Advanced Search

The Role of The Crown Prosecution Service

The Crown Prosecution Service is the government department responsible for prosecuting criminal cases investigated by the police in England and Wales.

As the principal prosecuting authority in England and Wales, we are responsible for:

  • advising the police on cases for possible prosecution
  • reviewing cases submitted by the police
  • determining any charges in more serious or complex cases
  • preparing cases for court
  • presenting cases at court

Find out more about the role of the Crown Prosecution Service

Husband and fraud investigator wife sentenced for £885,000 Gift Aid fraud


Cardiff couple Mark and Elizabeth Lewis have today (Friday 1 November) been sentenced for their parts in a large scale Gift Aid fraud believed to have cost the public revenue £885,000. Mark Lewis was sentenced to four years' imprisonment and his wife Elizabeth Lewis was sentenced to 18 months' imprisonment suspended for two years.

Cardiff Crown Court heard that Mark Lewis devised and executed the fraudulent scheme, while he and his wife Elizabeth laundered the proceeds through a variety of means, including the purchase of two properties. Mark Lewis generated the profits by establishing a legitimate charity, the Welsh Independent School of Climbing and Mountaineering, and making false claims on its behalf for a type of charitable tax relief called Gift Aid, which allows a charity to claim the income tax paid by a donor on the sum that they are giving. It was found however, that the donations on which they claimed tax relief were vastly exaggerated.

Christopher Tarrant, a specialist fraud lawyer with the Crown Prosecution Service, said: "Mark Lewis used the guise of a legitimate charity to carry out a cynical and dishonest fraud against the public purse.

"He made a total of thirteen fraudulent Gift Aid claims to HMRC, pretending to have received £3,000,000 in donations, when in fact he had raised little more than a few hundred pounds via bucket collections.

"His wife Elizabeth willingly helped him launder the proceeds of the fraud, purchasing two properties outright, which they then rented out for profit, and financing some 27 other companies that the couple registered with Companies House.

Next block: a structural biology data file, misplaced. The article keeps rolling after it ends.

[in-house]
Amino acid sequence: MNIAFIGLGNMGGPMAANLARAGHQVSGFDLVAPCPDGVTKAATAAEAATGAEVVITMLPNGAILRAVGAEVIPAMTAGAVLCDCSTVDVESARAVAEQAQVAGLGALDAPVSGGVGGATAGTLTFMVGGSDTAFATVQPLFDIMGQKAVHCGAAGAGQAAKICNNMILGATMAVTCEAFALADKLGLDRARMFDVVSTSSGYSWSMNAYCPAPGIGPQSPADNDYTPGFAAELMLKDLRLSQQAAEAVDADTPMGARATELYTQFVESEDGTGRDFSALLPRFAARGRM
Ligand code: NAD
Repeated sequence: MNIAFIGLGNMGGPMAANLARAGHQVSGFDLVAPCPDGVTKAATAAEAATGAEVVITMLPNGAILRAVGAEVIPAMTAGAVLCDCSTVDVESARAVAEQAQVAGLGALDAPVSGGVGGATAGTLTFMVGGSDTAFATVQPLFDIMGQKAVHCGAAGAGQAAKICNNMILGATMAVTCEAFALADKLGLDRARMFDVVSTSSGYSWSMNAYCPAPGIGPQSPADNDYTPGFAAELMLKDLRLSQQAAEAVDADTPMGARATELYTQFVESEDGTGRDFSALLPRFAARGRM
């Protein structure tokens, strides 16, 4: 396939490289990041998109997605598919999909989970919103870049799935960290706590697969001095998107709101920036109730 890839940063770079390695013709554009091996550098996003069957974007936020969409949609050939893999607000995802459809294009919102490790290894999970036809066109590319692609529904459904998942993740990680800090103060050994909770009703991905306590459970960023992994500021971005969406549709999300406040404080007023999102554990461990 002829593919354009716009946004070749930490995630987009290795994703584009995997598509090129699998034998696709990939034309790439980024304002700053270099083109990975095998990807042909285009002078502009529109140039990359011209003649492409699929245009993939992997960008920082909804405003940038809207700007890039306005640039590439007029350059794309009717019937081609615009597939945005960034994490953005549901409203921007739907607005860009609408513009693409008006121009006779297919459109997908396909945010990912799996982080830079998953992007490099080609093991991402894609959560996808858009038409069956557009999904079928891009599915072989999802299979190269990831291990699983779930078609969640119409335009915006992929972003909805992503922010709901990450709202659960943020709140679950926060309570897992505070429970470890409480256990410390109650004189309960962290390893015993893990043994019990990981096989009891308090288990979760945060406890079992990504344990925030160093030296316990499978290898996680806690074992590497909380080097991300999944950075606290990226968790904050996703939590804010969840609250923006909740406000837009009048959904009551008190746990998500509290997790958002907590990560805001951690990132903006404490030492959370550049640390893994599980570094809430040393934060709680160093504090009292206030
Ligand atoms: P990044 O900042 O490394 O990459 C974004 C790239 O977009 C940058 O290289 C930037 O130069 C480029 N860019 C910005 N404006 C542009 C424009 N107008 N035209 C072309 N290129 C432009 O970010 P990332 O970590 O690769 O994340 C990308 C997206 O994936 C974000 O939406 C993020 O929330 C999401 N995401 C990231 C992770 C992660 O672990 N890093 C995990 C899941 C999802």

"Elizabeth Lewis's claim not to know about fraudulent income was farcical: she had been a fraud investigator for many years and had extensive experience investigating exactly the sort of offence that her husband was committing.

"This was a fraud that abused a system designed to benefit legitimate charities and there was a strong public interest in bringing a criminal prosecution against those responsible."

Mark Lewis pleaded guilty to one count of making false statements with intent to defraud the public revenue, four counts of acquiring, using or possessing criminal property and two counts of converting criminal property contrary to section 329(1) of the Proceeds of Crime Act 2002. Elizabeth Lewis was convicted after trial of three counts of acquiring, using or possessing criminal property and one count of converting criminal property contrary to section 329(1) of the Proceeds of Crime Act 2002.


Notes to Editors

  1. For media enquiries call the CPS Press Office on 020 3357 0906; Out of Hours Pager 07699 781 926
  2. The CPS consists of 13 Areas in total, each headed by a Chief Crown Prosecutor (CCP). In addition, there are four national casework divisions: Central Fraud, Welfare Rural & Health, Special Crime & Counter Terrorism and Organised Crime. A 'virtual' 14th Area is CPS Direct which provides charging decisions to all police forces and other investigators across England and Wales - it operates twenty-four hours, seven days a week, 365 days a year.
  3. At 31 March 2013 we employed a workforce of approximately 6840 staff (full time equivalent), including around 2350 prosecutors and 4110 caseworkers and administrators. Further information can be found on our website:
  4. The CPS, together with ACPO and media representatives, has developed a Protocol for the release of prosecution material to the media. This sets out the type of prosecution material that will normally be released, or considered for release, together with the factors we will take into account when considering requests. Read the Protocol for the release of prosecution material to the media.